Part three: Concluding our close-up of the R107 Mercedes SL.
Despite entering a world yet to experience the true meaning of the term, Oil-Shock, Mercedes-Benz’s 1971 newcomer did not find its way bestrewn with rose petals, as one might have envisaged with half a century’s hindsight to draw upon. The product of a great deal of regulatory hurdle-jumping, Sindelfingen’s engineers did themselves proud on the safety and technological side of the SL coin, even if stylistically, few seemed poleaxed in mute adoration. Which isn’t to suggest that it wasn’t well received. It was. However, it is possible to discern from the reportage of the time that R107 was viewed with something less than rapture.
With the 350 SL, Mercedes were also entering a market in decline. Sales of open cars were falling year on year in the United States (the convertible format’s largest market). In a considered article published in Car magazine upon the 350 SL’s 1971 debut, Financial Times journalist, James Ensor examined the market for such vehicles and his prognosis was not optimistic, citing a combination of rising insurance costs, the effects of a US recession, impending safety and emissions regulations, the rise of Japanese imports and above all, the sheer cost of entry to European carmakers.
It is most unlikely that Mercedes-Benz planners were ignorant of these factors as they steered R107 into production, but as Ensor observed, they might have spent the development money more wisely on a saloon model instead – or were they simply indulging their engineers? Asked whether Mercedes would ever consider withdrawal from the US owing to ever-changing regulatory hurdles, veteran engineer Rudolph Uhlenhaut told Motor Trend that Stuttgart could not in good conscience leave its US dealer and distribution network high and dry.
Meanwhile, despite it operating at a more rarefied altitude to its primarily British antagonists, the 350 SL would not enjoy an entirely unfettered run upon its introduction. Nevertheless, like its predecessor, “the safest sports car ever” slotted into its role as the car for the beautiful people to arrive in, quickly becoming a staple within the better-heeled enclaves of Southern California and amid the Beverly Hills set in particular.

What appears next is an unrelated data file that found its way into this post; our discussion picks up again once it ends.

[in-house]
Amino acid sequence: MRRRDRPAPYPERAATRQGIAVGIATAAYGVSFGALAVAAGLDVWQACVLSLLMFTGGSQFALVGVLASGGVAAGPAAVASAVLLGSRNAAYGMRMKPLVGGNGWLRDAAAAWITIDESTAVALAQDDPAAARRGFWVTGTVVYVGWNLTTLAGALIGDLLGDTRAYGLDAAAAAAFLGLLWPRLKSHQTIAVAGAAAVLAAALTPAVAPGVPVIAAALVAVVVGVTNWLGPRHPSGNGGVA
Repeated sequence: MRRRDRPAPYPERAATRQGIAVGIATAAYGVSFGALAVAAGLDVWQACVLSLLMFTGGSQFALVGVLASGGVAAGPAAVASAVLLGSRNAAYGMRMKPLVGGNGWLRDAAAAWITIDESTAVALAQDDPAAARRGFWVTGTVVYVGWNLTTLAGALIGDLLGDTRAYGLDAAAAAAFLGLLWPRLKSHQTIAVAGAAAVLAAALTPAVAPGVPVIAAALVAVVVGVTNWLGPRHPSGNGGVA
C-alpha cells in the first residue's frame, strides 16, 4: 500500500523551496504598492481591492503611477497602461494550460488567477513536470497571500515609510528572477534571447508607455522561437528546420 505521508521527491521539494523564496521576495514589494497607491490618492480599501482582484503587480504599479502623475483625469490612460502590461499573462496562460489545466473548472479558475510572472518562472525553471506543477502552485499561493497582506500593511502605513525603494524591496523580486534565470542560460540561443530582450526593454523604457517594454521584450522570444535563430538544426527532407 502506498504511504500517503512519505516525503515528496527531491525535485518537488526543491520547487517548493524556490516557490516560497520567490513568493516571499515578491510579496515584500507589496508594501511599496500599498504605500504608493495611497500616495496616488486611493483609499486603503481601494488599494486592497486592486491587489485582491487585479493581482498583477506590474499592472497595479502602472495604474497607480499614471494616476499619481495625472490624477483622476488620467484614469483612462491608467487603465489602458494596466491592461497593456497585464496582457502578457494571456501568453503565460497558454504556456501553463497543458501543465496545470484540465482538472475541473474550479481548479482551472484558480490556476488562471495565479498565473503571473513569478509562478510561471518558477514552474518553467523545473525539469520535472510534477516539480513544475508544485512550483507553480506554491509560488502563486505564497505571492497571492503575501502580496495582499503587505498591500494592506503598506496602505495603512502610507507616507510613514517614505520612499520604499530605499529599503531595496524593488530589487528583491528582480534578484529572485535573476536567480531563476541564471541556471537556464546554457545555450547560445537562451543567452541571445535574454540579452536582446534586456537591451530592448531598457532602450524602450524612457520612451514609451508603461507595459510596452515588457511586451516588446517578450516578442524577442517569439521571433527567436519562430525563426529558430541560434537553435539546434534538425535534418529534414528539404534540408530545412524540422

As the 1970s rolled dispiritedly on, R107 seemed impervious, its combination of snob value, unmatched build, active and passive safety proving irresistible; its more rugged visual appeal straddling gender lines in a manner its comelier looking predecessor proved perhaps less adept at. Immortalised on one hand in celluloid, and on the other amid a wide array of (primarily) US TV shows, the SL, initially casting shorthand for the indolent rich, the socialite, the vamp, became, as screen icons often do, an edgier, more compelling screen performer in the middle part of its career.
During the 1970s, a replacement had been considered, only for the programme to lose impetus as both money and resource was funnelled into more pressing matters. In the wake of the second oil crisis and economic recession which followed, it was decided the R107 would have to soldier on. But ill-winds often blow in unforeseen directions, because as the US economy not only recovered during the early 1980s, but began to experience a stock-market-fuelled consumer bonanza, sales of the SL rose sharply; there now being little or no meaningful competition to the greying, but still bankable matinée idol.
Despite being visually disfigured by the requisite US market sealed-beam headlamps, and dodgem-bumpers, the SL aged gracefully, its brutish modernism, which seemed discordant in 1971, was viewed a decade on as being more akin to timeless classicism. And in the consumer-led, brand-obsessed world of the ’80s Yuppie, the R107 simply reeked the requisite values of upward mobility.